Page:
5 min read
by Team Thinx | December 24, 2015
Where the only thing under the mistletoe is enthusiastic consent.
Ruth Bader Ginsberg, Shonda Rhimes, Rowan Blanchard, and Amandla Stenberg all walk into a bar. Full disclosure: we tried for, like, 15 minutes to come up with a feminist cocktail pun to fit in here, but we gave up because it was too hard (we almost settled on “White Male Gaze Russian,” but we decided to spare you the trauma of having to read that...almost). Anywho, all of these wonderful women were nominated to be Feminist Celebrity of the Year by the Ms. Foundation for Women. Blanchard and Stenberg tied for the title after a vote by online users this past week. As we’ve highlighted in past TWIFs here and here, Blanchard, 14, and Stenberg, 17, are among some of the smartest and most poised contemporary feminists out there--regardless of their ages (which are rather shocking, no?). Their ability to translate intersectionality into millennial-speak is going to shape the future of feminism--for the better, obvs--and make feminism accessible to groups that have traditionally been left out of the conversation. Def a well-earned title. *sniffles*
Top-grossing movies almost exclusively feature a white, male-driven storyline (there’s an awesome Maureen Dowd piece from the NYT a few weeks ago that explains why), and so lists of successful films flood our gaze with images of hot-but-heroic dudes in fitting t-shirts or super-tight tights--ahem, how you doin’, Chris. And this week’s release of Star Wars: The Force Awakens doesn’t change that a whole lot; except we can take some solace in the presence of Rey, one of the lead characters who is now being hailed as the first feminist protagonist that the Star Wars franchise has ever seen. Rey, played by Daisy Ridley, has managed to do the impossible: capture the experience of a real, full, AND interesting woman who is capable of fighting, nurturing, and prevailing--all at once! Wow! And we thought it could never be done. Plus, the cast delivered more diversity than what we normally get in action/fantasy films, which greatly enhances this feminist win. Plus PLUS, at an opening weekend total of $248 million grossed, it would appear audiences are loving it, too. And in other news, Chewbacca was spotted buying his morning coffee on Sunset Boulevard in his favorite “This is What A Feminist Looks Like” tee. Go chew on that.
Potter fans all over the world are rejoicing with the announcement of a London HP sequel and stage play, “Harry Potter and the Cursed Child,” to be performed next year at the Palace Theatre featuring adult versions of their most beloved wizards and mudbloods. And depending on who you talk to, the excitement grows or shrinks with the additional announcement that Noma Dumezweni, a black woman, will be playing adult Hermione, a character originally brought to life by the (very) white Emma Watson. This casting choice has, of course, uncovered a string of racism that even nerdy Potter fans aren’t free of. If you’re talkin’ to us, however, this development is magical. J.K. Rowling said it best herself with her response to an oddly anxious, borderline racist Tweet wondering how Rowling could possibly feel about a black Hermione. Rowling’s response read, “Canon: brown eyes, frizzy hair and very clever. White skin was never specified. Rowling loves black Hermione ” Huzzah! Haters be damned. (A lot) m**ore on this here.**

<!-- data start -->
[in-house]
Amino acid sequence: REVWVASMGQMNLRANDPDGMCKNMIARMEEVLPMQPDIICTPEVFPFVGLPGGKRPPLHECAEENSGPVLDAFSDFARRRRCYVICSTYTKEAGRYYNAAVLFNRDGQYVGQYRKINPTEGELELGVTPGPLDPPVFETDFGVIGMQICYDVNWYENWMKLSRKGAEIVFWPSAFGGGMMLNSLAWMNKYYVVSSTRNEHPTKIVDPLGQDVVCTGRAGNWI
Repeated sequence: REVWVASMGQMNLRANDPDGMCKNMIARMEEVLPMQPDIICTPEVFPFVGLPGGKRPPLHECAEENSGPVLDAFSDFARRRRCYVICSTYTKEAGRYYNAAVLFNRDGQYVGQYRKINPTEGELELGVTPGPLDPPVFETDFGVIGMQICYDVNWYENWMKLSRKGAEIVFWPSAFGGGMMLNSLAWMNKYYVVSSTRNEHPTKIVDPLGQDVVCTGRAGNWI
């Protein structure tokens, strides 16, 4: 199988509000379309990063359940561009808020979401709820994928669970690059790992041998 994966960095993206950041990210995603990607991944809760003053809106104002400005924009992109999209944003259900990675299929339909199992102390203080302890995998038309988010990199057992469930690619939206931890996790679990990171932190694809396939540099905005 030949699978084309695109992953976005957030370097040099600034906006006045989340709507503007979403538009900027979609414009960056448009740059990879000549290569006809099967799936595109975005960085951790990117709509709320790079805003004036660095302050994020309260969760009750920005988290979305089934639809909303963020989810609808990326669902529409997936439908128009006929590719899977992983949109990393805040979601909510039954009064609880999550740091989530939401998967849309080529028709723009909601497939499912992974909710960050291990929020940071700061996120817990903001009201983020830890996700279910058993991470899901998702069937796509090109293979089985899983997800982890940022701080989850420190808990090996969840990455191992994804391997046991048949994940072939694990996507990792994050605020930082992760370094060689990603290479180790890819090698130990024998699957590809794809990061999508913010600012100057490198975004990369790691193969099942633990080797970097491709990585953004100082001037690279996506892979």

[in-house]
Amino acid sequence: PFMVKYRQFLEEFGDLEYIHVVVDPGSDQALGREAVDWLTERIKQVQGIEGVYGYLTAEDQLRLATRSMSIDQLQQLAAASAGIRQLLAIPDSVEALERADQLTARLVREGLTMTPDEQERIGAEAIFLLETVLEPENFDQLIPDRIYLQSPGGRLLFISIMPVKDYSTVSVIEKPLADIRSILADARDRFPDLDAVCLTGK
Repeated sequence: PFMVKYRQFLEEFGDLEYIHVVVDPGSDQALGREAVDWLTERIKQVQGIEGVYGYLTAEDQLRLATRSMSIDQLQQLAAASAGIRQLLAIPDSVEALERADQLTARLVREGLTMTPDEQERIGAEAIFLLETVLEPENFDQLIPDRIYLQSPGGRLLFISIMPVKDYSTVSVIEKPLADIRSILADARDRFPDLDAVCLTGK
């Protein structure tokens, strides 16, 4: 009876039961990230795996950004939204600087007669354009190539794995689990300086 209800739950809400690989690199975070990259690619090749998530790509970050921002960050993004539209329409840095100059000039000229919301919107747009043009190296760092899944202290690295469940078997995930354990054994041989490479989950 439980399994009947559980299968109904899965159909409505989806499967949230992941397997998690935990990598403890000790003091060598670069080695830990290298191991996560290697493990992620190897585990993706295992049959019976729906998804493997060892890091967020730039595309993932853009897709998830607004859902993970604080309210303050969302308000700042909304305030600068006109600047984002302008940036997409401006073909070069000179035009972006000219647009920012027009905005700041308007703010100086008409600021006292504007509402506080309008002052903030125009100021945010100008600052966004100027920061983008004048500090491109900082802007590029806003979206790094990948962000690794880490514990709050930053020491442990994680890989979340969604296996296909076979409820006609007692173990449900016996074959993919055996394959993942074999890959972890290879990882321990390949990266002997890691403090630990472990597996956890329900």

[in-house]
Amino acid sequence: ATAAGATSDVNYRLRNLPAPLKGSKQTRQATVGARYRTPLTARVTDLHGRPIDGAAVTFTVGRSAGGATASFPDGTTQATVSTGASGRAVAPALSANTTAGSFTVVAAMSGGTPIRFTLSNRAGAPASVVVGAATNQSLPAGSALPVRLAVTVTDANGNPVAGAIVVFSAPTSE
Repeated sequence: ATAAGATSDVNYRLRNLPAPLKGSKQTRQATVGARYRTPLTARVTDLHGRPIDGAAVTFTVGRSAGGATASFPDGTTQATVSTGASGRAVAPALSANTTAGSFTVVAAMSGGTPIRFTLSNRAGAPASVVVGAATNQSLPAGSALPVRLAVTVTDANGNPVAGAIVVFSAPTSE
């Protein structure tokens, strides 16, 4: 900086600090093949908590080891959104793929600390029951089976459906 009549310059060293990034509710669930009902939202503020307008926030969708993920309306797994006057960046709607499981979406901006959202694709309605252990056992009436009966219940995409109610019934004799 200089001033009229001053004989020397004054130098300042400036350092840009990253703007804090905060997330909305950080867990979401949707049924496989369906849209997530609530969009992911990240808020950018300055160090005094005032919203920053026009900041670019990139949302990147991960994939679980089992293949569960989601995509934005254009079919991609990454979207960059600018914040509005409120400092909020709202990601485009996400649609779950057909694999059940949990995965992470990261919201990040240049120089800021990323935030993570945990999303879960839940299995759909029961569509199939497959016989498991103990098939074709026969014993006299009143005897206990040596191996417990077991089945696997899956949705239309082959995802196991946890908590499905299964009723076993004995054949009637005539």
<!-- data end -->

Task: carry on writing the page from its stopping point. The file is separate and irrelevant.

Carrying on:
This year, we’ve seen the Tampon Tax in the U.K., touting that tampons are a luxury item alongside velvet slippers and fine china (yawn); but now it appears that the U.S. has a secret Girl Tax, where women in this country unknowingly spend an average of $1,351 more each year for the same services and goods that men purchase. If there was ever a clearer way for the patriarchy to stick it to women than making us pay extra for things it has deemed “female-friendly,” it’d be changing the little female emblem on women’s bathrooms to a big middle finger. For real, the Department of Consumer Affairs (DCA) of NYC released a report this past week titled “From Cradle to Cane: The Cost of Being a Female Consumer,” that detailed how, after comparing roughly 800 products with clear female/male variations, those products intended for women cost about 7% more than products intended for men. The DCA looked at everything from razors to razor scooters, and found that women are simply paying more to fit neatly into the construct of femininity that they are forced into at birth. Oy. So much patriarchal hypocrisy. Our heads hurt.
As a follow-up to a devastating story we covered over the summer, an equally devastating blow has been dealt to human rights groups this week. A Texas grand jury has decided against any indictments of foul-play in the Sandra Bland case that brought serious questions about excessive police force to the public consciousness. For those of you who need a refresher, Sandra Bland was a 28-year-old black woman in Texas who was arrested and jailed in July for allegedly failing to use her turn signal while driving (srsly), and was then found dead in her cell three days later. Authorities claim that Bland hanged herself with a plastic bag, but human rights groups as well as Bland’s own family deny these claims and are convinced that brutality at the hands of the police brought about her death. With this news, there has been a resurgence of the viral hashtag #SayHerName, encouraging news outlets, politicians, and the general public alike to acknowledge Bland’s humanity by discussing her by name and by not allowing her to become just another statistic. Additionally, the jury will reconvene in January to discuss other connections to the case. Until then, this story highlights an increasing issue of police brutality and violence against women, which we discussed at length last week--check it out.
by Team Thinx